). The RF mapping and responses to nonnoxious and noxious stimuli (brush, punctate stimulation using a 4-g von Frey filament, pinprick stimulation using a 16-g tungsten tip, and pinch stimulation by an arterial clip) were recorded as described in “Electrophysiological Recording” before administration of halothane and isoflurane and at 30 min, 1 h, and 2 h after the incision.
To determine the effects of high concentrations of halothane and isoflurane administered for a long period on postsurgical hyperexcitability in SDH neurons, two groups, in addition to the above-described five groups, were established: one group in which 2.2% of halothane was continuously administered until 30 min after the incision had been made (2.2% halothane [30 min] group) and one group in which 2.8% isoflurane was continuously administered until 30 min after the incision had been made (2.8% isoflurane [30 min] group) (fig. 1C
). Spontaneous activity in the neurons was recorded before administration of halothane and isoflurane, before the incision, and at 15 min, 30 min, 1 h, and 2 h after incision. The RF mapping and recordings of responses to nonnoxious and noxious stimuli were as described in “Electrophysiological Recording” before the anesthetics were administered and at 30 min, 1 h, and 2 h after the incision had been made (fig. 1C
To know whether hyperexcitability of spinal neurons is observed under anesthesia with the low concentration of halothane, which has been commonly used in animal preparations, activity was recorded from some neurons (n = 5) in which anesthesia with 1.1% of halothane was continued during the experiment (a 1.1 halothane [C] group, fig. 1D
). After obtaining the basal activity, 1.1% of halothane was administered and activity was repeatedly recorded in the same manner as described above.
Data obtained from animals in which arterial blood pressure decreased to less than 60 mmHg during administration of anesthetics were excluded because activity of spinal neurons (RF size and responses to stimuli) is shown to decrease in association with such a decrease in blood pressure.14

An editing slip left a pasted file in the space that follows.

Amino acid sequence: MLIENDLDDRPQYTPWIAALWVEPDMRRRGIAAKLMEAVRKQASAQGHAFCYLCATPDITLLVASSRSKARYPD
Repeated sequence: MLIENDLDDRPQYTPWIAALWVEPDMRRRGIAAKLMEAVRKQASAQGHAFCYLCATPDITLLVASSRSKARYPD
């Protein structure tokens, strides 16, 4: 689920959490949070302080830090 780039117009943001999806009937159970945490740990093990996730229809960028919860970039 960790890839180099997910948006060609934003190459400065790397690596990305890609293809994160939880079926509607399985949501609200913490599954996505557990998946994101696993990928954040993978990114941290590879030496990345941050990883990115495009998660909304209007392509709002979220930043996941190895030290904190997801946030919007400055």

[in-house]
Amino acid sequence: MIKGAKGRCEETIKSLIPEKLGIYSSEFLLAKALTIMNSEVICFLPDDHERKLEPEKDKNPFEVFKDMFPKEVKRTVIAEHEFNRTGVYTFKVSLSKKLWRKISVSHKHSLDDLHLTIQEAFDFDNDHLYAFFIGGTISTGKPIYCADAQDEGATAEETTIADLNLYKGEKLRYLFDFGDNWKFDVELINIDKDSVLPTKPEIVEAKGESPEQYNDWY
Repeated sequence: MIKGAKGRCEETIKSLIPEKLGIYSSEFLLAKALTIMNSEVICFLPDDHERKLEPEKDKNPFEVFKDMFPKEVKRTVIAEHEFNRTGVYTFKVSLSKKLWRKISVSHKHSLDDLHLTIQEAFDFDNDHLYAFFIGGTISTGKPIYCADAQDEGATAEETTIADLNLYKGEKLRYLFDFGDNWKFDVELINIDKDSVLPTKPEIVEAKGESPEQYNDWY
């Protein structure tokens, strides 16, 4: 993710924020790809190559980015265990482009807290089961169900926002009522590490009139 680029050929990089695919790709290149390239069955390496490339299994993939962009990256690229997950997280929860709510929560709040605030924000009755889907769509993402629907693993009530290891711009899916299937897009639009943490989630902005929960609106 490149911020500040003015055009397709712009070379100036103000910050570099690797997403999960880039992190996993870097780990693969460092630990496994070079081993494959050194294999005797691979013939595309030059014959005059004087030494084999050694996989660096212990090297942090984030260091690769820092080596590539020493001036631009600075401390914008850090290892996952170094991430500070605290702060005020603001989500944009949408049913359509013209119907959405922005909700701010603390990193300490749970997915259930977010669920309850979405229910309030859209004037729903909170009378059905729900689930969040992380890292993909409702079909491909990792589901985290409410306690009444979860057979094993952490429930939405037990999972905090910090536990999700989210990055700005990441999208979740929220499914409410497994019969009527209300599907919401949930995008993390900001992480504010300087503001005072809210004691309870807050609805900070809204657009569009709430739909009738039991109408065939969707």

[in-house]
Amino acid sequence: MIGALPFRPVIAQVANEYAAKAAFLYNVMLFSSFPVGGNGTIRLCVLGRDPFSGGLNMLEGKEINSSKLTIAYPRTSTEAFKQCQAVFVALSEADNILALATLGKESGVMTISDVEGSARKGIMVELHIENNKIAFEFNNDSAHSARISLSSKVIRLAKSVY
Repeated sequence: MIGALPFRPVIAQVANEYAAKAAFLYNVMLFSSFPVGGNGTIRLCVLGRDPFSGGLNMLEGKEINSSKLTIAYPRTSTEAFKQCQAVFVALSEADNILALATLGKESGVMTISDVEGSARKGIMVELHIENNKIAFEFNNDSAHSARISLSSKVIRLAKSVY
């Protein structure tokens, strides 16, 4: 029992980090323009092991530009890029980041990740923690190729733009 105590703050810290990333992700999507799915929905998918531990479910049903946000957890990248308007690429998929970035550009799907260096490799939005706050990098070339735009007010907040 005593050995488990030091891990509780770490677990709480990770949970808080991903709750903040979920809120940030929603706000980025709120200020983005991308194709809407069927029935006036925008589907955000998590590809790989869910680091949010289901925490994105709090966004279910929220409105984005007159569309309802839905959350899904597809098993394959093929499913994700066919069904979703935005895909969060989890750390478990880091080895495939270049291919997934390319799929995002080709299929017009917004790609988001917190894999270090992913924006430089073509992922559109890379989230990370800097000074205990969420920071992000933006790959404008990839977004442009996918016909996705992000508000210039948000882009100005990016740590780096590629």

The outline of the RF mapped on the skin was transferred to tracing paper, digitized, and used to determine and analyze RF areas. Activities of isolated single neurons and blood pressure were digitized (CED 1401; Cambridge Electronic Design Ltd., Cambridge, UK) and stored in computer format (IBM-AT personal computer, ThinkPad; IBM Japan, Tokyo, Japan). Collected data were analyzed off-line using the computer program Spike 2 (Cambridge Electronic Design Ltd.).
Spontaneous firing rates were determined by averaging the activity over 2-min to 3-min periods when there was no contact with the RF. To evaluate evoked activities of dorsal horn neurons, firing rates in response to various stimuli were quantified as the mean firing rates during stimuli after subtracting spontaneous firing rates; the subtracted firing rates before and after the incision were compared among the seven groups by one-way and two-way analyses of variance for repeated-measures analysis of variance with Fisher exact test for intragroup comparison and paired Student t tests for differences from the control values.
The variables are expressed as percentages of control values in the absence of anesthetic administration (preincision values). Evaluation of evoked responses to incision and suturing during surgery versus expansions in RF sizes was done by multiple regression analysis using the data from all of the groups together. Evaluation of the changes in spontaneous activities versus expansions in RF sizes was also done by multiple regression analysis. For the analysis, the changes in spontaneous activities were calculated from the mean rates of spontaneous activity in each neuron before anesthetic administration and at 2 h after the incision had been made. The expansions in RF sizes were calculated from the basal sizes before anesthetic administration and 2 h after the incision had been made. Data are shown as means ± SD. P values of < 0.05 were considered statistically significant.
Because blood pressures decreased to 60 mmHg or less during administration of the anesthetics in one neuron in the 2.2% halothane group, in three neurons in the 2.2% halothane (30 min) group, and in two neurons in the 2.8% isoflurane (30 min) group, data from these neurons are not presented in this article. The number of neurons, depths of cell location, basal RF sizes of, spontaneous firing rates of and responses of these neurons to various stimuli in each group are shown in table 1
. From the findings based on the depths of the electrodes from the surface of the spinal cord, locations of the neurons are thought to be located in the superficial (∼400 μm) or deep (400–1000 μm) laminae.15
Most of the neurons examined in the current study were thus deeper neurons of the spinal dorsal horn neurons.
There were no significant differences in the spontaneous activities or responses to various stimuli among the groups examined. The duration of surgical incision and suturing and blood pressures before, during, and after surgery in each group are shown in table 2
. There were no significant differences between durations of surgical incision and suturing in these groups of neurons (P
> 0.2). Although administration of 1.1% and 2.2% halothane and of 1.4% isoflurane and 2.8% isoflurane significantly decreased blood pressures (P
< 0.05), the blood pressures returned to control values within 30 min after administration of anesthetics had been completed.